Nobody likes cancer, least of all when it happens in children. The St. Baldrick's Foundation is a 501(c)(3) charitable organization that makes grants for research into cancer in children. Some of that money has stayed right here in Syracuse, other money has been granted to hospitals elsewhere across the U.S.
St. Baldrick's signature event is a fundraiser during which people get pledges to have their head shaved. While I'll certainly have my head shaved alongside, I'm launching a social media effort to raise money to shave my beard at the Syracuse event. There is not yet a firm date, but it takes place each year in late March at Kitty Hoynes in Armory Square.
The 2009 event raised nearly $295,000 as 502 had their heads and beards shaved.
If you've met me, you know you're not likely to give lots of money to see my hair disappear. There's not much of it to begin with. But I want to work with all of you – and all of your friends and contacts – to help raise $25,000 to get rid of my beard.
I am posting daily photos and weekly videos at JoshsBeard.tumblr.com. You can see the growth of the beard, and hear how we're doing.
If you have a business, a book, a CD, a video, a t-shirt, a hat or anything else you want to see me hold up or wear in a photo or video, email me at mail (at) joshshear (dot) com and we'll discuss a donation.
If you want me to dye my beard pink, tie blue ribbons in it, or otherwise desecrate my beard in a photo or video, do the same: email me, and we'll figure out what your donation should be.
Kim Hurlbut was my first roommate in Syracuse when I moved here in August of 2003. I lived with her through some rough times for both of us, and, let's be honest, when I moved out in February 2005, we weren't on the best of terms.
But as time went by, we've grown back into casual friendship – we don't see each other much, but we get along fine when we do (we actually see each other on purpose, too, which is a good thing).
Kim became a hero of sorts on Sunday when she took the radical step of shaving of her hair in the name of charity.
We won't do the psychological thing here, primarily because she and I didn't talk about it. For some women, this is a really big deal. For others, eh, it'll grow back.
Kim's hair was long enough that she also collected a donation to Locks of Love, which takes donations of 10 or more inches of hair to make wigs for children who have lost their hair due to cancer treatment.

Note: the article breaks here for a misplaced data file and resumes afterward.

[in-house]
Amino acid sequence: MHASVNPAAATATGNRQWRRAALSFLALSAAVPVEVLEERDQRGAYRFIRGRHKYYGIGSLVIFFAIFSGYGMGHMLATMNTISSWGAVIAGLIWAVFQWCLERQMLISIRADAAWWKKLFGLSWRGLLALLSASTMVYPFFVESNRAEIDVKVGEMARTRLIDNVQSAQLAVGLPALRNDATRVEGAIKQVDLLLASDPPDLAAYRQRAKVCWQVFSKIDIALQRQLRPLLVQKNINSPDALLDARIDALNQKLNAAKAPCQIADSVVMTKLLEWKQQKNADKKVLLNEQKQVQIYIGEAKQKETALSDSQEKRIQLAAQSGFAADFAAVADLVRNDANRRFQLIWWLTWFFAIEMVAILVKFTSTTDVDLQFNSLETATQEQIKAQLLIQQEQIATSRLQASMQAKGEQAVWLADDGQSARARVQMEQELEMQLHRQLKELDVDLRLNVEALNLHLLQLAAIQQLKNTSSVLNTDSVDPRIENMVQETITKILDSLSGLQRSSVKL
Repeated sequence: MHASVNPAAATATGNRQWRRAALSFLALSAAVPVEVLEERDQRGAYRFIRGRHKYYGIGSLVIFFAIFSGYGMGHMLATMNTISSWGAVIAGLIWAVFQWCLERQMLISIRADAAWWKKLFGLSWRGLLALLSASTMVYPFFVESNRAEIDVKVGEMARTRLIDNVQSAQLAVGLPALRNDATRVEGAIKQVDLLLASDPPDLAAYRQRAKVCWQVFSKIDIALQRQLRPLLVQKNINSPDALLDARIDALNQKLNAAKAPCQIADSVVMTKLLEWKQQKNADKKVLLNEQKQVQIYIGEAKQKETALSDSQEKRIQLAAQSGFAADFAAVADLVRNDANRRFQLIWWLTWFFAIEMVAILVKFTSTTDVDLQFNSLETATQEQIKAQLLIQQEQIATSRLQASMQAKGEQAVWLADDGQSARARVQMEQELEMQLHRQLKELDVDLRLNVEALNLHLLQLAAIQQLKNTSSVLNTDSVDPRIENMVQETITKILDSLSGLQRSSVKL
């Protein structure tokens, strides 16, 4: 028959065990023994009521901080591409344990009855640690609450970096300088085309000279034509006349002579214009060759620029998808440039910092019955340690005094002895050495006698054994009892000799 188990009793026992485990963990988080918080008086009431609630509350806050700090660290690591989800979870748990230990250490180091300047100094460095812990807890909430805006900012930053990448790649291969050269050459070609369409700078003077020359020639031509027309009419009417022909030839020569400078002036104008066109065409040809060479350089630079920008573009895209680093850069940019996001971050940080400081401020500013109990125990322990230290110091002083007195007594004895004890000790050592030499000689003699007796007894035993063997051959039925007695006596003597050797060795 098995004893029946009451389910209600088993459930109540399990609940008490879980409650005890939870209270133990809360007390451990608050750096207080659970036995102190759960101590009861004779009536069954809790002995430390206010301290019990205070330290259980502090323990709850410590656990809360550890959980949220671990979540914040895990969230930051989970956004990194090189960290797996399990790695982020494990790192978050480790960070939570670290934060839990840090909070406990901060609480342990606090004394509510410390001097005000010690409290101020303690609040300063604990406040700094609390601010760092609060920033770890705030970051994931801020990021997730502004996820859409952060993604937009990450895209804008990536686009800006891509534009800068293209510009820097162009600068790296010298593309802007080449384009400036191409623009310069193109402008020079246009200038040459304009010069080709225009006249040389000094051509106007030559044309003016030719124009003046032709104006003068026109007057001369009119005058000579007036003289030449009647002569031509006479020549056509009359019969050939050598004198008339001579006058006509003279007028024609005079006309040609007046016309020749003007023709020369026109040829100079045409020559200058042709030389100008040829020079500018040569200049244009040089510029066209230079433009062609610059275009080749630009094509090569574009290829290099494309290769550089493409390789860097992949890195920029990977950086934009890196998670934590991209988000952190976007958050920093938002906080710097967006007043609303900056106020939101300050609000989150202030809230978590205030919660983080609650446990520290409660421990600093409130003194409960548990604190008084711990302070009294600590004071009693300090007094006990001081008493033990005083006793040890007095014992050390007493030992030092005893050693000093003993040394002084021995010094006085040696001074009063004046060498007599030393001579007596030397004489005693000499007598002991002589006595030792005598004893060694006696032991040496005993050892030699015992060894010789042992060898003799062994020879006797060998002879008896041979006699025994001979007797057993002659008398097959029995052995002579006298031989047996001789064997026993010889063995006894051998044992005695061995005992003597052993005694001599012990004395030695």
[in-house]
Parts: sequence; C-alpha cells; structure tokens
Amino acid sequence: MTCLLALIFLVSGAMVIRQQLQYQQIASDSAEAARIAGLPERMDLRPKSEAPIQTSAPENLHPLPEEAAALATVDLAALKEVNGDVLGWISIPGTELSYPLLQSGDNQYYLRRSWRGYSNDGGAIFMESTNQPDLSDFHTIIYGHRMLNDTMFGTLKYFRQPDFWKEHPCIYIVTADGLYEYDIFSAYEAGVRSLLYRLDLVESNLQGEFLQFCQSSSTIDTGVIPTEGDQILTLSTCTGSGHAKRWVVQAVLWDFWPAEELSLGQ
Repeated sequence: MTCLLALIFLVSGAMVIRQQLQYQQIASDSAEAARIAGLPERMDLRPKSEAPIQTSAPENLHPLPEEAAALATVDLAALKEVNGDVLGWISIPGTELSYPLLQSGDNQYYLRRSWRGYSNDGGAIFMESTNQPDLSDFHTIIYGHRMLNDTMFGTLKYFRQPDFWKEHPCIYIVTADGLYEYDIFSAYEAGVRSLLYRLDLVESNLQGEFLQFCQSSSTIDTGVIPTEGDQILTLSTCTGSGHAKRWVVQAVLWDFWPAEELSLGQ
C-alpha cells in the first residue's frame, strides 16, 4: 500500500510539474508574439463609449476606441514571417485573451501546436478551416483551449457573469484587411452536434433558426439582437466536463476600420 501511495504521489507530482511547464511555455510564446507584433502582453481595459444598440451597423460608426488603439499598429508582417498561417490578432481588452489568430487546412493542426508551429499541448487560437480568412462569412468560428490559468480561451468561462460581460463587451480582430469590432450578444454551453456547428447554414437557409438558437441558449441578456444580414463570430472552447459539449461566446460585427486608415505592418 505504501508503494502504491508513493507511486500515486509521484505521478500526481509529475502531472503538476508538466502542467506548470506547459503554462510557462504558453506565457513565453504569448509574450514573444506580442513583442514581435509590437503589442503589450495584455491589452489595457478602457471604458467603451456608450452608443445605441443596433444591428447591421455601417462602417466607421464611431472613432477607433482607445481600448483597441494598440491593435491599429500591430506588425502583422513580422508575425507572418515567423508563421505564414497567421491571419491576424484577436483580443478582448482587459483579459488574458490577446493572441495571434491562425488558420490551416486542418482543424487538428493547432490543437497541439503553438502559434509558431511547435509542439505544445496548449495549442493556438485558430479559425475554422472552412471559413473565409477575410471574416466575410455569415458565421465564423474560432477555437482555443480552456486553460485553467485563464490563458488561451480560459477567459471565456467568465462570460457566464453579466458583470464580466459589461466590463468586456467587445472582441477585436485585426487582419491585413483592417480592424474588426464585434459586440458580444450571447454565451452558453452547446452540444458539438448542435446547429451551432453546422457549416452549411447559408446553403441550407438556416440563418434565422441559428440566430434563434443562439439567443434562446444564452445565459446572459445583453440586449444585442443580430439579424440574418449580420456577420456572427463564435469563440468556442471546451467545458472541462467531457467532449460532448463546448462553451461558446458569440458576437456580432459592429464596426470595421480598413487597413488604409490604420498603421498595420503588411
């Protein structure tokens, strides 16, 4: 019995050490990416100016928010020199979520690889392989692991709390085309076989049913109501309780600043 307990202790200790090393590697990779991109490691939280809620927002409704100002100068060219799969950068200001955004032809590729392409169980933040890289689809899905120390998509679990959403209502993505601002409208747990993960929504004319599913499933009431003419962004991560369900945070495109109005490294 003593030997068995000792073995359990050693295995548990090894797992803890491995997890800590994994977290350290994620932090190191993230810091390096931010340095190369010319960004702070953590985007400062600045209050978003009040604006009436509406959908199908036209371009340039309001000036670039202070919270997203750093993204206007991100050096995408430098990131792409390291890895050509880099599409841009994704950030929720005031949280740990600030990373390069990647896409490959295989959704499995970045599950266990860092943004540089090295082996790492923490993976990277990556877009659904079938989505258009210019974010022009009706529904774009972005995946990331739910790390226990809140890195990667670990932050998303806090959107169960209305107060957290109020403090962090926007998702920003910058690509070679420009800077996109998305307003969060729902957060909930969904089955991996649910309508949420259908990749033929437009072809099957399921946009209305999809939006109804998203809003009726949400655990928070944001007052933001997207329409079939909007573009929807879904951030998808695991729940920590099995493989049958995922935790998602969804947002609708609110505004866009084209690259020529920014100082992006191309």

Syracuse establishment Kitty Hoynes hosts the St. Baldrick's event every year. They have two rooms with four-to-five chairs, and a bunch of hair professionals stand on their feet all day and shave head after head.
This was my first year attending, and it's a fantastic atmosphere. Yes, the bar makes lots of money on beer and booze, but rather than serve food, they have a hot dog stand out back. It's clearly not a once-in-a-while publicity stunt. The restaurant had a team raise a bunch of money (and at least one of the workers wound up having a hair-based practical joke played on him), and was generally supportive of everyone who walked into the place, paying customer or not.
This is a great event. I'll definitely be back, and maybe next year I'll remember to not shave my head and beard within a week of it so that I can participate!
When you make a microloan through an institution like Kiva, you're basically saying, "OK, here's someone who would never get a $500 small business loan from a bank, but if 20 of us can lend her $25, that'll get her to her goal, and if it turns out she can't pay us back, well, we're only out $25."
The Future Fund brings together young philanthropists who might want to increase their charitable footprint but don't have the capital to do so, to combine resources to make a greater impact.
OK, now I'm going to translate that into English.
The Future Fund asks a bunch of people for $100, or $250 or whatever, and combines their money into a $5,000 grant every year for some worthy organization.
I went into the kick-off figuring I was going to say no to putting up $100 because I know organizations that could do more with my $100 than some organizations could do with the Fund's $5,000.
I left the kick-off saying no for entirely different reasons.
Bowling Alone is a massive study done about civic engagement in the U.S. The title refers to the fact that bowling alleys are still doing well, but the number of people bowling in leagues is declining greatly.
It's not just bowling leagues that are suffering. Attendance is down at houses of worship; service organizations like the Elks and Rotary International are seeing declining memberships. You get the idea. More people are going it alone, and there's not a lot of gathering together.